The little goats were bleating nervously but unharmed. Beside the gate was the other coyote, it's head nearly blown off, and clearly dead. "Wow. That was a good shot!" George said as he looked down at the grisly remains.

"I got him when he was looking at us," Bobby said calmly. He stepped into the pen and petted the little goats who seemed reassured by his presence. The only other sound was the insistent whine from Pepper who seemed annoyed to have missed the excitement.

Bobby walked over to his dog and untied the rope which had restrained her. "Come on girl. We got them for you. They won't bother us again." Pepper followed him over to where the dead coyote lay and sniffed it. She gave a low growl, turned around and kicked dirt on it with her hind feet., looked back one more time then sat down next to Bobby.

"We need to get rid of this thing before it starts to stink," Bobby said. Taking a shovel, he dragged it to the garden, dug a deep hole in the soft dirt and buried it. "Looking down at it he muttered, "You might be good for fertilizer, but that's about all." Kicking a loose clod of dirt onto the mound, he spit on it and turned away.

Whistling at Pepper, Bobby and George walked back to the house. The dog looked uncertain then entered the kitchen where Ely sat waiting. "Did you get 'em?" he asked.

"Yes, sir. I got one in the barn and the other in the field. They're both dead. I buried the one and I'll look for the other one tomorrow." Bobby laid the shotgun on the kitchen table and George put the light next to it.

Ely nodded and smiled. "I thought you two would make a good team. Good work, boys. Now you better get to bed before it's time for the morning chores." He put the shotgun and flashlight in the closet, then turned and said, "I'm proud of both of you. Good night."

The boys sat in the kitchen for a minute then went into Bobby's room. Pepper followed and took her place on the pallet that still lay next to the bed. George and Bobby undressed and lay down with a sigh.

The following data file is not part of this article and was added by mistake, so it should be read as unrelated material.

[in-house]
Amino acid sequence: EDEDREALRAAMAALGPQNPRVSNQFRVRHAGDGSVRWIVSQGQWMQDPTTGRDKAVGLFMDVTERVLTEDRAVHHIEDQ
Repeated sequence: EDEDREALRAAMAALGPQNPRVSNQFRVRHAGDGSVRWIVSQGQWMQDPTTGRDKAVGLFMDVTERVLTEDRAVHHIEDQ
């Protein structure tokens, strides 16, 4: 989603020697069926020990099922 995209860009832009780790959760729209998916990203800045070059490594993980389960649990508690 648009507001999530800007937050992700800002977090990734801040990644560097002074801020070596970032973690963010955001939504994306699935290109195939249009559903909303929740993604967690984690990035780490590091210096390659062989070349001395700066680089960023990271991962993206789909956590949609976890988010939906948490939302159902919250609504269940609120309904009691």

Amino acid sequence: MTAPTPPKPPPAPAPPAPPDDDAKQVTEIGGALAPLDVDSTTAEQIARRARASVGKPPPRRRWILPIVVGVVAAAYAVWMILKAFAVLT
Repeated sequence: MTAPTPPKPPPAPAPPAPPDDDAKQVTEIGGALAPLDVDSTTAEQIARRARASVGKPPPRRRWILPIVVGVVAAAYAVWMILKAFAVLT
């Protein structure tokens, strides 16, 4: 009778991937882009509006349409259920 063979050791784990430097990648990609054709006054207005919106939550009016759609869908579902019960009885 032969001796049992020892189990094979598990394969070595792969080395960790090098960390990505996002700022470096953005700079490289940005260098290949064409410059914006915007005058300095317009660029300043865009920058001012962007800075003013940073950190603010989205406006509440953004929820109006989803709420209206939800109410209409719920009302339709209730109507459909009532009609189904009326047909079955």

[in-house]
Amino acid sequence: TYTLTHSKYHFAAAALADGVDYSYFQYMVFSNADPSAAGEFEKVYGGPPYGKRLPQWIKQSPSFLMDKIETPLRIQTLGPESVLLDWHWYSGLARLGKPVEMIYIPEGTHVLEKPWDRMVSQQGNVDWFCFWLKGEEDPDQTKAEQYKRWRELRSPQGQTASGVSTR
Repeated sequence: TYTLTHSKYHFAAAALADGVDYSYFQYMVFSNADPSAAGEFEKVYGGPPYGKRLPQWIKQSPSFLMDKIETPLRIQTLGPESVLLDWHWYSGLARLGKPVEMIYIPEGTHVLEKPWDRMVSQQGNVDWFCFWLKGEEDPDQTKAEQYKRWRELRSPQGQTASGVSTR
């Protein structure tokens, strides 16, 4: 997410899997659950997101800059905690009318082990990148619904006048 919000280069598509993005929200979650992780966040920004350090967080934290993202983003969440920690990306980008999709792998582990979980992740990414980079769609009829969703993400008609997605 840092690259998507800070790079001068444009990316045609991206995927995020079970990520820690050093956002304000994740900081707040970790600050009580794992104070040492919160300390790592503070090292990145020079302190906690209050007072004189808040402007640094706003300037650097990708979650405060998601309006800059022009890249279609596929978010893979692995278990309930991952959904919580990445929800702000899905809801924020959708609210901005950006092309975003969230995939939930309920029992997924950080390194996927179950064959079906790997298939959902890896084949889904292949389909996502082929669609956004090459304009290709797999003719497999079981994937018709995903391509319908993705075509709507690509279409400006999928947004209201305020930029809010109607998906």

"This has been quite a day," George said.

"Just another day on the farm," Bobby said wearily.

Bobby was up at the usual time in the morning. George groaned and sat up. "OK. I can do this. Bring on the chickens."

"You don't have to get up, George. I can manage," Bobby laughed. "I do this every day when you aren't here."

"I'm fine. It was just a short night with the coyote adventure. I won't wimp out on you."

"You haven't wimped on me yet," Bobby said. "You were a big help last night. I couldn't have held the light and shot at the same time."

"Yeah? Glad to be of service."

Pepper stretched and wagged her tail. She was ready to be back to the old routine. The three of them went down to the barn to do the morning chores. George fed the goats a big scoop of goat feed and tossed part of a bale of alfalfa down for them, then went for the eggs. Bobby banged the feed bucket on the side of the barn and Pepper trotted stiffly down for the cows. The milking done they returned to the house and ate Ely's breakfast. Pepper watched them leave the barn and decided to stay. Things were back to normal.

They sat side by side as the school bus drove them to school. Ely had given George a box to carry his bug stuff. In addition to the equipment he brought with him was added the big pickle jar of dead bugs. They parted for their classes then sat together in English. At lunch they went through the line and ate together. This too had become part of their routine.

"You gonna call your bug guy tonight?" Bobby asked.

"I will," George replied. "I want to be sure I do this relaxing thing right. I'm supposed to go over to his house on Wednesday to get him to show me how to mount them."